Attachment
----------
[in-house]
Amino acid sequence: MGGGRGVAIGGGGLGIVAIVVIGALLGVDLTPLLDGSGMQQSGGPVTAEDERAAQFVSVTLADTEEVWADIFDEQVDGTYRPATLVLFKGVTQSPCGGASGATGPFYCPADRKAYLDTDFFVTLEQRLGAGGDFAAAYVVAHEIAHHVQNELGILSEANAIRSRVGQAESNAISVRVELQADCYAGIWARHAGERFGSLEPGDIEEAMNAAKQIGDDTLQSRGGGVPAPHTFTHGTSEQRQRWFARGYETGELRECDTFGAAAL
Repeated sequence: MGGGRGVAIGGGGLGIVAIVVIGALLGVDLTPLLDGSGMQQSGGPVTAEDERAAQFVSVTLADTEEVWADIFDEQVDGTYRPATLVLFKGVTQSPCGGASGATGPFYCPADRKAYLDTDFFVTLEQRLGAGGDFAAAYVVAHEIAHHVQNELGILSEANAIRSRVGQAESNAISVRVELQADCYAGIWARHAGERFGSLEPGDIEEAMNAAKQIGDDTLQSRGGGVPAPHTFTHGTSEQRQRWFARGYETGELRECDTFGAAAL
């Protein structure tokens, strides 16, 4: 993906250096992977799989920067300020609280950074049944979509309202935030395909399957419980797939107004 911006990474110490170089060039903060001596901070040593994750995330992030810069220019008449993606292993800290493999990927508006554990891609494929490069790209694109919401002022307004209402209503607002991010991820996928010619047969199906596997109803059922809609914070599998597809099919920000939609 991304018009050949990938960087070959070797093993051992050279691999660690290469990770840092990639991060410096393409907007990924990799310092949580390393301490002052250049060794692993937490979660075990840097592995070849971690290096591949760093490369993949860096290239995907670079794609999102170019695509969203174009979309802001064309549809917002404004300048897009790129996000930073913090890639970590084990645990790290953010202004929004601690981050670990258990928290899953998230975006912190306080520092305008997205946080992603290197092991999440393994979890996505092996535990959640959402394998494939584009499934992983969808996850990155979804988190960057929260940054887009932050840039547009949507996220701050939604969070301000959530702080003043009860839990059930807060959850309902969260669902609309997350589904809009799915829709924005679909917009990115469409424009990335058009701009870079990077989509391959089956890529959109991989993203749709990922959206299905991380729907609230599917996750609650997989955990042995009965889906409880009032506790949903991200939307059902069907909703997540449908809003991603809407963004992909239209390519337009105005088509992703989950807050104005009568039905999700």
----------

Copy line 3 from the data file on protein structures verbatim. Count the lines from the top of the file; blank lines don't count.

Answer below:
Repeated sequence: MGGGRGVAIGGGGLGIVAIVVIGALLGVDLTPLLDGSGMQQSGGPVTAEDERAAQFVSVTLADTEEVWADIFDEQVDGTYRPATLVLFKGVTQSPCGGASGATGPFYCPADRKAYLDTDFFVTLEQRLGAGGDFAAAYVVAHEIAHHVQNELGILSEANAIRSRVGQAESNAISVRVELQADCYAGIWARHAGERFGSLEPGDIEEAMNAAKQIGDDTLQSRGGGVPAPHTFTHGTSEQRQRWFARGYETGELRECDTFGAAAL